WOMEN should not be discouraged from being in and excelling in Science, Technology, Engineering, and Mathematics (STEM), a field dominated by men, as shown by those who have managed to persisted and proven themselves.
During the UN International Day of Women and Girls in Science Filipina STEM Leaders Forum on Feb. 22, women leaders in the said field shared how their company is aiming to close the gap between men and women.
“We’re trying to make sure that aside from them getting better at their technical skills, helping them improve every time because technology is just so fast and you have to learn new things. We have to add in those soft skills. We have to teach them that it’s okay to negotiate,” Michie Ang, founding director of nonprofit organization Women Who Code Manila, and a co-founder of technology company Tecsoft.
She said that the organization is making ways for women to get more knowledge about the technology, but also provide them with soft skills to help them be more confident of themselves.
“We want more women to speak at different events. Be confident about themselves …. We just have to help them, kind of like, it’s okay to do this. Be comfortable with yourself,” Ms. Ang said.
As noted in a study by the International Labor Organization (ILO), 49% of employment, or 18 million jobs are at risk of being automated in the Philippines most pf which require low STEM skills, which are most of the time taken by women. Therefore, there is a 140% chance that women will be losing their jobs compared to men.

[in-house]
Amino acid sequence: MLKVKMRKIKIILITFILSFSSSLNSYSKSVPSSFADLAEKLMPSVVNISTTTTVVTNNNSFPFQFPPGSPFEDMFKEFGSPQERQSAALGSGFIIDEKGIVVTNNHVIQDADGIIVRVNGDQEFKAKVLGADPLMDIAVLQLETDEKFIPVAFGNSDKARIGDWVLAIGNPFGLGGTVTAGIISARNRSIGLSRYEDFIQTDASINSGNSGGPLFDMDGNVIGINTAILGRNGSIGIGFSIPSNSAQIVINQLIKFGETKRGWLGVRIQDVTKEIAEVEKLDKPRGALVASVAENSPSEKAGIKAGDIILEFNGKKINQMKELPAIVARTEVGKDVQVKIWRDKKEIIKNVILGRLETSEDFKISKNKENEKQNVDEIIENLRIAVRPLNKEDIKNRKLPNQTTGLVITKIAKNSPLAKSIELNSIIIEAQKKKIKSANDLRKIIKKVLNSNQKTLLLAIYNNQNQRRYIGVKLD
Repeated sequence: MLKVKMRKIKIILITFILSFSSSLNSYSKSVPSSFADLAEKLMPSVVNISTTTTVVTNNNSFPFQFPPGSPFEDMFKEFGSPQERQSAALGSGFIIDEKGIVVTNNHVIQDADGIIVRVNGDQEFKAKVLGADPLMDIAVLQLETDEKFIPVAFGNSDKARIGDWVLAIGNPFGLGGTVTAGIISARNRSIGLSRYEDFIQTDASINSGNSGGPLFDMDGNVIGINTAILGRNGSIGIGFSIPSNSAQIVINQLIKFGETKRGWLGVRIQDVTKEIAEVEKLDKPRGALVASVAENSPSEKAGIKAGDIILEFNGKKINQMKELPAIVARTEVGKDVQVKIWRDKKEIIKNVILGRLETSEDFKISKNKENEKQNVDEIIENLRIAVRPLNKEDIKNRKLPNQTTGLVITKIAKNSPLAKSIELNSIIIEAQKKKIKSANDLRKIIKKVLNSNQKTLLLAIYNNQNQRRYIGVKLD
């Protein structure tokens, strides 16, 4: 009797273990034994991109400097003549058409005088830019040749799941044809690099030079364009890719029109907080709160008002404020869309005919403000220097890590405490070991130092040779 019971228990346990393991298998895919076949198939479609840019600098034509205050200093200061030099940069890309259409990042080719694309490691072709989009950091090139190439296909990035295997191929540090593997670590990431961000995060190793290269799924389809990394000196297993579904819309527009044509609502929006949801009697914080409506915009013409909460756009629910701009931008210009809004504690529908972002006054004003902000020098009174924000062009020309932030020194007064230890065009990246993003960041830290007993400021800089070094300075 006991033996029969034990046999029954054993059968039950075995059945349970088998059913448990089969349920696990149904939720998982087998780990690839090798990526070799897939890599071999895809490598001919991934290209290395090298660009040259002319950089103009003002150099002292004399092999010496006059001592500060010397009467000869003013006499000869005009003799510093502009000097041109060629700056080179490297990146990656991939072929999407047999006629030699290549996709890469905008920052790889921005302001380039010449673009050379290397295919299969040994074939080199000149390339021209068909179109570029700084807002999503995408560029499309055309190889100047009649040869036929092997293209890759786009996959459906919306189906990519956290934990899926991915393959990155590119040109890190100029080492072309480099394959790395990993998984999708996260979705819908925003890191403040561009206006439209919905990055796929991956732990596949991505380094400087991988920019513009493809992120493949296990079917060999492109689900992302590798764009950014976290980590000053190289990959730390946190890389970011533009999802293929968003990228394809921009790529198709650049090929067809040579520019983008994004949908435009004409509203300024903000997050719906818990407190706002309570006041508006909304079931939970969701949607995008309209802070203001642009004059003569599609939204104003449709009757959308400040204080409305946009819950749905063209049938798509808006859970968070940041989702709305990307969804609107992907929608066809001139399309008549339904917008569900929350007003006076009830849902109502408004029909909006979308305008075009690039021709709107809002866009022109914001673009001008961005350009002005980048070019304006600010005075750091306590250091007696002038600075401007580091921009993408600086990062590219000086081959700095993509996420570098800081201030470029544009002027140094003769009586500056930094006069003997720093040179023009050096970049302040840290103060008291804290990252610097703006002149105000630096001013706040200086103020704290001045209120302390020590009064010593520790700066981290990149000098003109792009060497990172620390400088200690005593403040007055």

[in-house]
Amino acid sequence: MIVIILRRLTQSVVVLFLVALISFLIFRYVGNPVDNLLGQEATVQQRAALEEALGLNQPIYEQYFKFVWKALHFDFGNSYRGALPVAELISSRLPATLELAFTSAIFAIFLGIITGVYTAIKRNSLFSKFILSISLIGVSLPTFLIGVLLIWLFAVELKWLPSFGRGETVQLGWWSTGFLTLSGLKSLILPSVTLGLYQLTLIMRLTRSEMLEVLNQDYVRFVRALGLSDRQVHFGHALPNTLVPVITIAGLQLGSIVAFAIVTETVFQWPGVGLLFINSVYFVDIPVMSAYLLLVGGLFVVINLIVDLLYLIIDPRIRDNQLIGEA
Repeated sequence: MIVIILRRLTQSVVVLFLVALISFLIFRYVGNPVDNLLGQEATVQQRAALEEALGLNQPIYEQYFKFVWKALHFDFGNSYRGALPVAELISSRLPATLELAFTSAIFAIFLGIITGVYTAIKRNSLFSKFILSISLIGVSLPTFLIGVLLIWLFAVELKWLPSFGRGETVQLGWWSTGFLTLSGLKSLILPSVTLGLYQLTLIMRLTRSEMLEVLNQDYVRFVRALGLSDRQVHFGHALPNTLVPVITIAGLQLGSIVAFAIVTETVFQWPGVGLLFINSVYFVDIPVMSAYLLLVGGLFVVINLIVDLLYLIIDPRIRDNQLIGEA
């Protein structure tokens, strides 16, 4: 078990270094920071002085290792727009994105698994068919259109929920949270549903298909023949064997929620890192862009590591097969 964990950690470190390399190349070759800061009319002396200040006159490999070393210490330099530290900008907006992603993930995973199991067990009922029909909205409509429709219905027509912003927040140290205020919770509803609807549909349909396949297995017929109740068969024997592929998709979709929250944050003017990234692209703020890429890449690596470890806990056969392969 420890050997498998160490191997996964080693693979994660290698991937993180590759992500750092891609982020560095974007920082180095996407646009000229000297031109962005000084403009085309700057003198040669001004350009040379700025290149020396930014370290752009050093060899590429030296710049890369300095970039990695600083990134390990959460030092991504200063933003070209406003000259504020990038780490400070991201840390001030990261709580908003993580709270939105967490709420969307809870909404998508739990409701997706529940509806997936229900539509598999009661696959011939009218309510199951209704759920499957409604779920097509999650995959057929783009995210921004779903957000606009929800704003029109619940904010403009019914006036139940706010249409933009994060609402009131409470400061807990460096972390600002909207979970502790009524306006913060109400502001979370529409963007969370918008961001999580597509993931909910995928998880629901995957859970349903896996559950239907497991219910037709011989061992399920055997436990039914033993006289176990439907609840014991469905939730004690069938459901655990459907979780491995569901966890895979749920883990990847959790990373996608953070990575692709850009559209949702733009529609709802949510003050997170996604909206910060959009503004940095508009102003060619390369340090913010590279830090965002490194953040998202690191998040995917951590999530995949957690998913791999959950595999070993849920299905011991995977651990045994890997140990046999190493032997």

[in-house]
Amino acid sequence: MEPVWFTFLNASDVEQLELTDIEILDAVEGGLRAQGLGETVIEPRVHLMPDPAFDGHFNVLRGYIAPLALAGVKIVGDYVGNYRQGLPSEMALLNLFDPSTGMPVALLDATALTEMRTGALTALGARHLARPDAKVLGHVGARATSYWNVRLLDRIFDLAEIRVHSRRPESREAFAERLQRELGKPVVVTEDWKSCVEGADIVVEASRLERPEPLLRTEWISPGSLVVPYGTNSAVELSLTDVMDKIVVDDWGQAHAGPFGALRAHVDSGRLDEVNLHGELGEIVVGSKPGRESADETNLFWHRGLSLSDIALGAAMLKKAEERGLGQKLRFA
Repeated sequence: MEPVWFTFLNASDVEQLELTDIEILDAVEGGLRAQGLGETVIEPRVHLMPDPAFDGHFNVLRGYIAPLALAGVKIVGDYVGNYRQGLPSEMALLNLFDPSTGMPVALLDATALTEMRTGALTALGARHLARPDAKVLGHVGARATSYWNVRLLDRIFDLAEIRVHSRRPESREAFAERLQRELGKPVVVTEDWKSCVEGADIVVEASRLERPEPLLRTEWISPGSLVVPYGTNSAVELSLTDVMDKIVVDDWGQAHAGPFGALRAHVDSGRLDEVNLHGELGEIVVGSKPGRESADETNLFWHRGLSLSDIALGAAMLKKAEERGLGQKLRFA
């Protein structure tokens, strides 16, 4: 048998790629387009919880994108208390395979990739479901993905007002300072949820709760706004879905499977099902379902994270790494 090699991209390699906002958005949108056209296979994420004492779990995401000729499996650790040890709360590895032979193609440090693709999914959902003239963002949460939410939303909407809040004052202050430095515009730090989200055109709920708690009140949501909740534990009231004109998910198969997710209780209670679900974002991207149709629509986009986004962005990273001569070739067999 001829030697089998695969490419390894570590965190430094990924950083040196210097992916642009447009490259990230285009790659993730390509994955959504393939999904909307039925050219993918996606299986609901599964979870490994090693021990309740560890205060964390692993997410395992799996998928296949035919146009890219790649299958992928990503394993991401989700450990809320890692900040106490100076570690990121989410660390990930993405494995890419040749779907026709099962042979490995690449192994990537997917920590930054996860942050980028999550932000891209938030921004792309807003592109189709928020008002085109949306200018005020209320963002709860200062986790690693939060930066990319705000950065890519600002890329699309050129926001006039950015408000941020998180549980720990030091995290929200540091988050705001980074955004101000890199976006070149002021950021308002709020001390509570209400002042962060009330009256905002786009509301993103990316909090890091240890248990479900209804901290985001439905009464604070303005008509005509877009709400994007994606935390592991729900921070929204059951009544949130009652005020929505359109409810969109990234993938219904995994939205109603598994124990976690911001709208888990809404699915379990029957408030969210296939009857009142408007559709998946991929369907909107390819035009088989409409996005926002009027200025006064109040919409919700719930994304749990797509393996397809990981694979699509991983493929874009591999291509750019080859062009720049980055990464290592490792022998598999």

Ambe C. Tierro, senior managing director of Accenture Technologies, noted the importance of having role models in the industry could further encourage women to be in the field.
“It can be very discouraging … You’re afraid to talk. You’re even afraid to raise your hand … it’s scary,” she said.
“We need more women examples of different kinds … varied kinds of role models will help women see themselves and reflect, Ah, I can be like that,” she said.
Maria Cristina G. Coronel, president and chief executive officer of homegrown company Pointwest Technologies Corp., further noted the importance of role models in a company for women especially for those letting go of opportunities due to their responsibilities as homemakers.
“It takes two. The organization has to provide opportunities for them to advance… second, it’s actually the ladies wanting, but that’s where the problem comes in, while the organization can provide opportunities for you to grow… it’s really the ladies holding back… that’s why we make sure that we are able to inspire them that it’s alright to be a leader,” she said.
“I think there is still this guilt feeling that if you become more of a mother, you become less of a manager or conversely, if you become more of a manager, you are less of a mother, so I think we have to change that mindset,” she added.
For Aileen Judan-Jiao, who was named president and country manager of IBM Philippines in July 2018, sustaining these women in the field is a big challenge. It’s important to show women that being in this field is okay to push them to stay and not be discouraged.
“I think what is important here is we see what is really the problem we’re trying to solve. I think… it’s really the middle part…. I would focus on the phase where the really issue really is about getting them sustain. Getting them interested is not the problem that’s the easier part, I would say… the interest is there, [but] the question is when it’s time to show and game na… they are not there,” she said.
“It’s really more about the work-life, the integration and seen that it’s okay to have these different roles whether they are very technical professions… or even management positions. It’s got to be very inclusive,” she said. — Vincent Mariel Galang